Showing posts with label spinach. Show all posts
Showing posts with label spinach. Show all posts

Tuesday, February 6, 2018

Spinach Acini di Pepe Soup -- #recipe @LeslieBudewitz

LESLIE: Acini who?

Acini di Pepe, and you'll be delighted to meet her. Him. It -- what pronoun do you use for tiny yummy pasta? Doesn’t matter – you’ll love these little pellet-sized pasta in spinach soup. 

I’m a big fan of recipes from the backs of cans and boxes – they’re often the classic recipe we know and love, like pumpkin pie from the back of the Libby can or the pecan pie from the Karo bottle. This one comes from the back of the Ronzoni pasta box. I think my mother first told me about it, though how she found it, I have no idea. Now I am doing my part to make it better known!

As usual, I’ve revised the instructions but the ingredients are the original – dare I say the classic – recipe? Serve with a green salad and fresh, crusty bread, and you’ll be happy!

Spinach Acini di Pepe Soup

1 tablespoon olive oil or butter
1/4 cup chopped onion
1 clove garlic, minced
48 ounces of chicken or vegetable broth
½ cup Acini di Pepe pasta, uncooked
1/4 teaspoon nutmeg
1/4 teaspoon freshly ground black pepper
1 10-ounce package frozen chopped spinach, thawed and drained
salt and pepper, to taste
grated Parmesan

Heat the oil or butter and saute the onion and garlic until soft but not brown, about 5 minutes. Add the broth and bring to a boil. Add the pasta, nutmeg, and pepper; reduce heat and simmer about 5 minutes. Add the chopped spinach and simmer an additional five minutes, stirring occasionally. Season to taste. Ladle into bowls and top with grated cheese.

Makes 8 servings.

It's a classic!

From the cover of AS THE CHRISTMAS COOKIE CRUMBLES, Food Lovers' Village Mystery #5 (Midnight Ink, 2018, available for pre-order now):  

In Jewel Bay---Montana's Christmas Village---all is merry and bright. At Murphy’s Mercantile, AKA the Merc, manager Erin Murphy is ringing in the holiday season with food, drink, and a new friend: Merrily Thornton. A local girl gone wrong, Merrily’s turned her life around. But her parents have publicly shunned her, and they nurse a bitterness that chills Erin.

When Merrily goes missing and her boss discovers he’s been robbed, fingers point to Merrily—until she’s found dead, a string of lights around her neck. The clues and danger snowball from there. Can Erin nab the killer—and keep herself in one piece—in time for a special Christmas Eve?

Leslie Budewitz is the author of the Food Lovers’ Village Mysteries and the Spice Shop Mysteries—and the first author to win Agatha Awards for both fiction and nonfiction. A past president of Sisters in Crime, she lives in northwest Montana with her husband, a musician and doctor of natural medicine, and their cat, an avid bird-watcher.

Swing by my website and join the mailing list for my seasonal newsletter. And join me on Facebook where I announce lots of giveaways from my cozy writer friends.

Friday, November 4, 2016

Spinach Soup in Carnival Squash


Even though our daughter is long gone from the house, my husband and I still carve pumpkins to invite in all the children from the neighborhood (and beyond) on Halloween, and we hand out plenty of candy. But we’re usually slow to select and carve our pumpkins—and this year we didn’t get to it until last weekend. Off we went to our local farm stand--and then I went crazy.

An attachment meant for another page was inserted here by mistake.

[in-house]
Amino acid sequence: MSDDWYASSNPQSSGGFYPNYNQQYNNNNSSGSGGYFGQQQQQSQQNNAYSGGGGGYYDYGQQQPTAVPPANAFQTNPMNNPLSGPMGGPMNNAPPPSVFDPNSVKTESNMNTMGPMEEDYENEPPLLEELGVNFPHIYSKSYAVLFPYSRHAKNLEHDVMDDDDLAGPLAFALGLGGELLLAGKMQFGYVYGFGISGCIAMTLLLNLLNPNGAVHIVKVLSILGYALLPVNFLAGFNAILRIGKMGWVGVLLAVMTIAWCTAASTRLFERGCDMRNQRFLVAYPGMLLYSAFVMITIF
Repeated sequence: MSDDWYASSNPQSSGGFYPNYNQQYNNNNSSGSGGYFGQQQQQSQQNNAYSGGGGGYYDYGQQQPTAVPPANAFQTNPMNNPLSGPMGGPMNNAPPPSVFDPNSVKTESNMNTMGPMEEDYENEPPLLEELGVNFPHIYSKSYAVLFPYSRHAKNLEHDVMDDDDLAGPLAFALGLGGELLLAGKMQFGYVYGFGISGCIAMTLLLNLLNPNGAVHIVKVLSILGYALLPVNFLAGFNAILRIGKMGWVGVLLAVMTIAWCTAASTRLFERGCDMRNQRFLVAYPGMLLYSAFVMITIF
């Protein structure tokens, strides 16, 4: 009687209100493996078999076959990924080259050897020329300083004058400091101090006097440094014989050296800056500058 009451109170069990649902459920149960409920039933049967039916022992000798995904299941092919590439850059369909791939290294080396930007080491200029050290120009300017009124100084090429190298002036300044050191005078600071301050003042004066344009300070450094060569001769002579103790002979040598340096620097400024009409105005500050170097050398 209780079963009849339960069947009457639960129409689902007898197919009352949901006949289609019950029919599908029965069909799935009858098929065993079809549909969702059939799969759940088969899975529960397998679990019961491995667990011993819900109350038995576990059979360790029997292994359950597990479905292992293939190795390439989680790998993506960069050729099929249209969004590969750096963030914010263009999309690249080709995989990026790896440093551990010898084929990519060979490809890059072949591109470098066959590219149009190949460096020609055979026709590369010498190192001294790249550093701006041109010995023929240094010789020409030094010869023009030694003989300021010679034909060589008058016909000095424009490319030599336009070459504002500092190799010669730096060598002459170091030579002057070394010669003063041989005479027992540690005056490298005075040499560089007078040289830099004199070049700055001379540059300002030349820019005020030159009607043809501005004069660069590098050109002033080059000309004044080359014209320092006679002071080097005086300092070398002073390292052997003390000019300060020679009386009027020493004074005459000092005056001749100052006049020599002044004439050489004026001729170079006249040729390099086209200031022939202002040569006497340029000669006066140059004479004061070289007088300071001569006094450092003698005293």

I couldn't help myself!

Choosing which pumpkins to carve was easy: we prefer the traditional shape but we’ve gone over to warty ones because they’re interesting. But then at the pumpkin stand I spied a batch of crazy gourds. I picked one up and said, “It’s a swan!” And I had this immediate image of a nest of wacky multi-colored swans sitting together, so I had to buy a basket for the nest and scavenge some straw for it.

But I didn’t stop there. I stumbled upon a selection of squashes. Confession: my mother used to make acorn squash, by cutting them in half and, after removing the seeds, filling the cavity with butter and brown sugar. But despite that I hated the things—I think it was the pasty stringy texture.

But! There were some lovely striped squashes called Carnival. I looked at them and didn’t see dinner—I saw a soup bowl with dark green soup in it. Maybe with some white accents—cheese? Sour cream? So I brought home two squashes.

Then I went looking for a green soup recipe. Spinach is the obvious choice (sorrel a close second, but I couldn’t find any), and fresh spinach is easy to come by, but after that I couldn’t find just the right combination of ingredients in any available recipe. So I improvised, borrowing from at least four different recipes, old and current.

Spinach Soup in a Carnival Squash


3 Tblsp butter
1 bunch green onions, chopped
1 leek, sliced (white part only)
4 cups stock (vegetable or chicken) or, if you want a creamier soup, a combination of stock and milk or cream
1 lb fresh spinach (I know it looks like a lot, but it will cook down)
1/2 cup crème fraiche or sour cream (you can mix it in or add it at the end as garnish)
Salt and pepper to taste


In a large deep pan over medium heat, melt the butter. Add the green onions and the leek. Stir the vegetables in the butter, then cover and let them “sweat” for about ten minutes, stirring occasionally. (Do not let the vegetables brown.)

Pour in the liquid and simmer for a few minutes.

Buy baby spinach leaves if you can. Rinse them and dry them (a salad spinner is a good choice!). If they are large, remove the tough stems. Chop roughly.

Add the spinach to the liquid and cook over low heat until the leaves are wilted. Use a food processor or an immersion blender to puree the soup.